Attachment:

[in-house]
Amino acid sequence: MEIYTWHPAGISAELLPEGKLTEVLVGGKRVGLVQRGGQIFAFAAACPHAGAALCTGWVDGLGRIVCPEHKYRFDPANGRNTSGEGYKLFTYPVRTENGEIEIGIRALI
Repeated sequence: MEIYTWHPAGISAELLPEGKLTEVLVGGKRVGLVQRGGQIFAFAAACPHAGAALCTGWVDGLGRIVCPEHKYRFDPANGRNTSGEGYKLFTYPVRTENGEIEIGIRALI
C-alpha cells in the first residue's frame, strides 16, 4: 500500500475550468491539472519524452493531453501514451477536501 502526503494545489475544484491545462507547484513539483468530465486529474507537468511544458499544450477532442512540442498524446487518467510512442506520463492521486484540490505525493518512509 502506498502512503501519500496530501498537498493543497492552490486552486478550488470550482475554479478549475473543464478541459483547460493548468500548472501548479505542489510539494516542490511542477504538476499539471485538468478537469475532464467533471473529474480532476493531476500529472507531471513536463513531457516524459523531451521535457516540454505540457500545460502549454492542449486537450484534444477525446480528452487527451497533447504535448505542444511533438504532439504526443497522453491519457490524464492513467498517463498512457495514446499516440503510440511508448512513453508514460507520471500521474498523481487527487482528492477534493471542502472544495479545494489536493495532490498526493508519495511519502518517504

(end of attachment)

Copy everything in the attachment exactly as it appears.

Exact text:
[in-house]
Amino acid sequence: MEIYTWHPAGISAELLPEGKLTEVLVGGKRVGLVQRGGQIFAFAAACPHAGAALCTGWVDGLGRIVCPEHKYRFDPANGRNTSGEGYKLFTYPVRTENGEIEIGIRALI
Repeated sequence: MEIYTWHPAGISAELLPEGKLTEVLVGGKRVGLVQRGGQIFAFAAACPHAGAALCTGWVDGLGRIVCPEHKYRFDPANGRNTSGEGYKLFTYPVRTENGEIEIGIRALI
C-alpha cells in the first residue's frame, strides 16, 4: 500500500475550468491539472519524452493531453501514451477536501 502526503494545489475544484491545462507547484513539483468530465486529474507537468511544458499544450477532442512540442498524446487518467510512442506520463492521486484540490505525493518512509 502506498502512503501519500496530501498537498493543497492552490486552486478550488470550482475554479478549475473543464478541459483547460493548468500548472501548479505542489510539494516542490511542477504538476499539471485538468478537469475532464467533471473529474480532476493531476500529472507531471513536463513531457516524459523531451521535457516540454505540457500545460502549454492542449486537450484534444477525446480528452487527451497533447504535448505542444511533438504532439504526443497522453491519457490524464492513467498517463498512457495514446499516440503510440511508448512513453508514460507520471500521474498523481487527487482528492477534493471542502472544495479545494489536493495532490498526493508519495511519502518517504